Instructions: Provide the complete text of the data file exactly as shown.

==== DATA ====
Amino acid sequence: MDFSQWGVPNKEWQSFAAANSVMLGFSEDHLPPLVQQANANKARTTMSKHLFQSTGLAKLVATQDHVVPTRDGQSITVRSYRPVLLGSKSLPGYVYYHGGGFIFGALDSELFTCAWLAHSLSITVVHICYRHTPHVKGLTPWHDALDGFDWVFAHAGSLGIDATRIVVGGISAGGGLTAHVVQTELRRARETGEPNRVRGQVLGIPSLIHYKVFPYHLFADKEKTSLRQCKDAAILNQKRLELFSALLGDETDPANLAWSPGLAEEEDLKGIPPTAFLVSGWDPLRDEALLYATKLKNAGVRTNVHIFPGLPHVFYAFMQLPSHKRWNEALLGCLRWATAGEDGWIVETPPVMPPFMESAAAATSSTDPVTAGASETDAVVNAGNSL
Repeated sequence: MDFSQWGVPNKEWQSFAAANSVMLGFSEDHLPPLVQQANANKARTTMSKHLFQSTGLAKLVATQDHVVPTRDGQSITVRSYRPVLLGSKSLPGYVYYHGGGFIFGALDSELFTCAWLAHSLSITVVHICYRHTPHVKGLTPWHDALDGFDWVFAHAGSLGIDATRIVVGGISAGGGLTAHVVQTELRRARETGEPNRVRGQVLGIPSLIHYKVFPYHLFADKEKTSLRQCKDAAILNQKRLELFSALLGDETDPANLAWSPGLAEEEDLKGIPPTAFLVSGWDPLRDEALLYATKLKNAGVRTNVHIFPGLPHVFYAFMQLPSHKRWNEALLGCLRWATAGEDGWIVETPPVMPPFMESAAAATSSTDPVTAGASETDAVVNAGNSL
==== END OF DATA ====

Amino acid sequence: MDFSQWGVPNKEWQSFAAANSVMLGFSEDHLPPLVQQANANKARTTMSKHLFQSTGLAKLVATQDHVVPTRDGQSITVRSYRPVLLGSKSLPGYVYYHGGGFIFGALDSELFTCAWLAHSLSITVVHICYRHTPHVKGLTPWHDALDGFDWVFAHAGSLGIDATRIVVGGISAGGGLTAHVVQTELRRARETGEPNRVRGQVLGIPSLIHYKVFPYHLFADKEKTSLRQCKDAAILNQKRLELFSALLGDETDPANLAWSPGLAEEEDLKGIPPTAFLVSGWDPLRDEALLYATKLKNAGVRTNVHIFPGLPHVFYAFMQLPSHKRWNEALLGCLRWATAGEDGWIVETPPVMPPFMESAAAATSSTDPVTAGASETDAVVNAGNSL
Repeated sequence: MDFSQWGVPNKEWQSFAAANSVMLGFSEDHLPPLVQQANANKARTTMSKHLFQSTGLAKLVATQDHVVPTRDGQSITVRSYRPVLLGSKSLPGYVYYHGGGFIFGALDSELFTCAWLAHSLSITVVHICYRHTPHVKGLTPWHDALDGFDWVFAHAGSLGIDATRIVVGGISAGGGLTAHVVQTELRRARETGEPNRVRGQVLGIPSLIHYKVFPYHLFADKEKTSLRQCKDAAILNQKRLELFSALLGDETDPANLAWSPGLAEEEDLKGIPPTAFLVSGWDPLRDEALLYATKLKNAGVRTNVHIFPGLPHVFYAFMQLPSHKRWNEALLGCLRWATAGEDGWIVETPPVMPPFMESAAAATSSTDPVTAGASETDAVVNAGNSL